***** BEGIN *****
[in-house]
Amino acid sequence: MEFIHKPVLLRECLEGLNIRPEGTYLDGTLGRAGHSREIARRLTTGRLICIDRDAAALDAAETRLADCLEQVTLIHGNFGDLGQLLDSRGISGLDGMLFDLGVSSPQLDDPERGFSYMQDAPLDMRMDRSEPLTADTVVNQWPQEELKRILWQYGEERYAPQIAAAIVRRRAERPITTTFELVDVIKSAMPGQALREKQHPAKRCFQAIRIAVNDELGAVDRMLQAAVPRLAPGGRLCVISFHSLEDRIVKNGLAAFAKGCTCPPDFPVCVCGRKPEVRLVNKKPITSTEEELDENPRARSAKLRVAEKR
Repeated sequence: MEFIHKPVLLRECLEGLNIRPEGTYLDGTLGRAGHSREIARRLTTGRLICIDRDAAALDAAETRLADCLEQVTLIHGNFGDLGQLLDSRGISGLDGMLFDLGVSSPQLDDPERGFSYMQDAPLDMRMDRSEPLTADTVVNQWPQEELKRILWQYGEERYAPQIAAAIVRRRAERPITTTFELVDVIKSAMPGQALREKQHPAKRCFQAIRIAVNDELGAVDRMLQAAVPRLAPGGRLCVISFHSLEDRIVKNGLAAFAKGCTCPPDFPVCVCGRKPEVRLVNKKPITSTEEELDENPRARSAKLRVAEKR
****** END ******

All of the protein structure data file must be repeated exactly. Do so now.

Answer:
[in-house]
Amino acid sequence: MEFIHKPVLLRECLEGLNIRPEGTYLDGTLGRAGHSREIARRLTTGRLICIDRDAAALDAAETRLADCLEQVTLIHGNFGDLGQLLDSRGISGLDGMLFDLGVSSPQLDDPERGFSYMQDAPLDMRMDRSEPLTADTVVNQWPQEELKRILWQYGEERYAPQIAAAIVRRRAERPITTTFELVDVIKSAMPGQALREKQHPAKRCFQAIRIAVNDELGAVDRMLQAAVPRLAPGGRLCVISFHSLEDRIVKNGLAAFAKGCTCPPDFPVCVCGRKPEVRLVNKKPITSTEEELDENPRARSAKLRVAEKR
Repeated sequence: MEFIHKPVLLRECLEGLNIRPEGTYLDGTLGRAGHSREIARRLTTGRLICIDRDAAALDAAETRLADCLEQVTLIHGNFGDLGQLLDSRGISGLDGMLFDLGVSSPQLDDPERGFSYMQDAPLDMRMDRSEPLTADTVVNQWPQEELKRILWQYGEERYAPQIAAAIVRRRAERPITTTFELVDVIKSAMPGQALREKQHPAKRCFQAIRIAVNDELGAVDRMLQAAVPRLAPGGRLCVISFHSLEDRIVKNGLAAFAKGCTCPPDFPVCVCGRKPEVRLVNKKPITSTEEELDENPRARSAKLRVAEKR